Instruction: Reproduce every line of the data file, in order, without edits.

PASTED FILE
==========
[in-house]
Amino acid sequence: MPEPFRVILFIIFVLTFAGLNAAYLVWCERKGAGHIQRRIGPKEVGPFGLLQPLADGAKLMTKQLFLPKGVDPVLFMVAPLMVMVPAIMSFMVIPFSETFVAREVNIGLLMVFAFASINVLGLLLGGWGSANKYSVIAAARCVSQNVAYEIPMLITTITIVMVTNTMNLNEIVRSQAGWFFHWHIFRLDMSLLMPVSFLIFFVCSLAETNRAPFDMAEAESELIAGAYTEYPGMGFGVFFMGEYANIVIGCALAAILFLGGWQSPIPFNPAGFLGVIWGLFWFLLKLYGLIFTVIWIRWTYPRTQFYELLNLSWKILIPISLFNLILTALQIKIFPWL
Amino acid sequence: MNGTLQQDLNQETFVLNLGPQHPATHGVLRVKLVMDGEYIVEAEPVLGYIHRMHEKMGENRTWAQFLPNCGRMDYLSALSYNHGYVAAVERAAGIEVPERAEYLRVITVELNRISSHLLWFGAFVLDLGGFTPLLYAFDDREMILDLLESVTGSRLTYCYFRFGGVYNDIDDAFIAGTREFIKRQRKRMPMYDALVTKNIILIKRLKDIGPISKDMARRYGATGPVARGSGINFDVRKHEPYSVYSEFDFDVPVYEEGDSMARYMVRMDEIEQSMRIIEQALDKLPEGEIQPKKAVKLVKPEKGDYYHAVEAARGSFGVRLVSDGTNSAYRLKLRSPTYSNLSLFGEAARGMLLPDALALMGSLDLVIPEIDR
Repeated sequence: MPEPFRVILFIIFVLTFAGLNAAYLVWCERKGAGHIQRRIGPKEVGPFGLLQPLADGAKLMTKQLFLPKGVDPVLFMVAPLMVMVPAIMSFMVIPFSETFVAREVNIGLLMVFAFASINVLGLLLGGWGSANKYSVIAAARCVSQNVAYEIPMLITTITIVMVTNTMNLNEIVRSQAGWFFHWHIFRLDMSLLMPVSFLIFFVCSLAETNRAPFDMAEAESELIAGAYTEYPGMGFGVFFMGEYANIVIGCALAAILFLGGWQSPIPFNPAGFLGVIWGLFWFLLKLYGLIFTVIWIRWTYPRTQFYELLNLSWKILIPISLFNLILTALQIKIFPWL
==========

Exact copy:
[in-house]
Amino acid sequence: MPEPFRVILFIIFVLTFAGLNAAYLVWCERKGAGHIQRRIGPKEVGPFGLLQPLADGAKLMTKQLFLPKGVDPVLFMVAPLMVMVPAIMSFMVIPFSETFVAREVNIGLLMVFAFASINVLGLLLGGWGSANKYSVIAAARCVSQNVAYEIPMLITTITIVMVTNTMNLNEIVRSQAGWFFHWHIFRLDMSLLMPVSFLIFFVCSLAETNRAPFDMAEAESELIAGAYTEYPGMGFGVFFMGEYANIVIGCALAAILFLGGWQSPIPFNPAGFLGVIWGLFWFLLKLYGLIFTVIWIRWTYPRTQFYELLNLSWKILIPISLFNLILTALQIKIFPWL
Amino acid sequence: MNGTLQQDLNQETFVLNLGPQHPATHGVLRVKLVMDGEYIVEAEPVLGYIHRMHEKMGENRTWAQFLPNCGRMDYLSALSYNHGYVAAVERAAGIEVPERAEYLRVITVELNRISSHLLWFGAFVLDLGGFTPLLYAFDDREMILDLLESVTGSRLTYCYFRFGGVYNDIDDAFIAGTREFIKRQRKRMPMYDALVTKNIILIKRLKDIGPISKDMARRYGATGPVARGSGINFDVRKHEPYSVYSEFDFDVPVYEEGDSMARYMVRMDEIEQSMRIIEQALDKLPEGEIQPKKAVKLVKPEKGDYYHAVEAARGSFGVRLVSDGTNSAYRLKLRSPTYSNLSLFGEAARGMLLPDALALMGSLDLVIPEIDR
Repeated sequence: MPEPFRVILFIIFVLTFAGLNAAYLVWCERKGAGHIQRRIGPKEVGPFGLLQPLADGAKLMTKQLFLPKGVDPVLFMVAPLMVMVPAIMSFMVIPFSETFVAREVNIGLLMVFAFASINVLGLLLGGWGSANKYSVIAAARCVSQNVAYEIPMLITTITIVMVTNTMNLNEIVRSQAGWFFHWHIFRLDMSLLMPVSFLIFFVCSLAETNRAPFDMAEAESELIAGAYTEYPGMGFGVFFMGEYANIVIGCALAAILFLGGWQSPIPFNPAGFLGVIWGLFWFLLKLYGLIFTVIWIRWTYPRTQFYELLNLSWKILIPISLFNLILTALQIKIFPWL